Cybersecurity is a mantra, a term that has slowly caught on, and its meaning is to deal with an issue that has always existed, the Information Security (InfoSec).

We live in the most digital society of all time, as Al Gore said when he introduced the concept of Information Society and Digital Life. A society whose base is in fact, the information, a society with clear keywords such as global, always-on, broadband, Mobile, digital inclusion, e-government, critical infrastructure, security, resilience.

Information is power, take as an example the 2005 hacking of the phone operator Vodafone in Greece, and Belgacom, in Belgium in September of 2013. In both cases, the goal of the attackers was to intercept voice calls and SMS from different users. Hundreds of users, in the case of Athens, including the Prime Minister and the Chief of Intelligence, a number as yet unknown in the case of Belgacom, which among its clients include the European Commission and the same ENISA). Moreover, that brings us, to another very trendy word, Cyberwar. Just as I do not like the term cyber, I can not love the word Cyberwar and therefore prefer to speak of Information Warfare, which is nothing if not the (traditional) concept of Warfare, applied to today's society of information.

It is clear that, despite the absence of legislation and regulation in this regard, several nations of the world, including the US, are not focused only on the concept of Digital Defense, but also on to Digital Offense. Which it is what our defense is seeking, they are (rightfully) tired of seeing other countries attacking, while we are still trying to figure out how to defend ourselves, how to realize being attacked.

In the "cyber" world there are some differences compared to the past. First of all, information is not stolen but copied. It is a substantial difference because if something is stolen, sooner or later, someone will find out, because it no longer exists. However, if I copy it, by the time it is discovered might be too late, and, for example, a competitor will be coming to market with a similar product but better, or simply cheaper.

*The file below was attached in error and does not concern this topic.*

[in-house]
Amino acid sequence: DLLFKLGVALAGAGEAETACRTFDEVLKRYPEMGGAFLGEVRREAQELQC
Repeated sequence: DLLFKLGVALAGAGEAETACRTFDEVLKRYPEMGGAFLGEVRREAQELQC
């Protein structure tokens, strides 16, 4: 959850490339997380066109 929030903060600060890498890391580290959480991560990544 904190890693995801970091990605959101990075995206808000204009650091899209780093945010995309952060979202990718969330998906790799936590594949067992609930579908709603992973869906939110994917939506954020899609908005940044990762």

"There are two types of companies. Those that were full of security holes, and those who still do not know." Vodafone of Greece noticed the attack after a year (at least), and by pure chance; the attacks of Belgacom were discovered only because Edward Snowden decided to follow the footsteps of the uncomfortable, eclectic and original character, Julian Assange.

While talking about the cyber world differences we can not forget to mention speed, a crucial factor in the fight against Cybercrime, when we talk about Cyber Espionage and Information Warfare, when we talk about electronic warfare and digital war.

Speed and simplicity: these are the keywords to overcome the enemy.

Let's talk for a moment about the concept of resilience. Everything I have written so far is certainly important, but it still does not make a point of the seriousness of the situation and the scenarios we are experiencing. Recently I read an interview with one of the usual "cyber experts," a figure far more political than technical, which he realized that security could be a driver, a competitive advantage, an "enabler." Exactly!

We have created a monster, an information society based on operating systems, communication protocols and software totally insecure. We sit on a bomb ready to explode!

We must talk about security-by-design. If we do not change this approach, we will have serious problems. We will have in front of us apocalyptic scenarios, and this will be yet another drag on the world economy.​

Cybersecurity does not mean anything


Speed and simplicity: these are the keywords to overcome the enemy.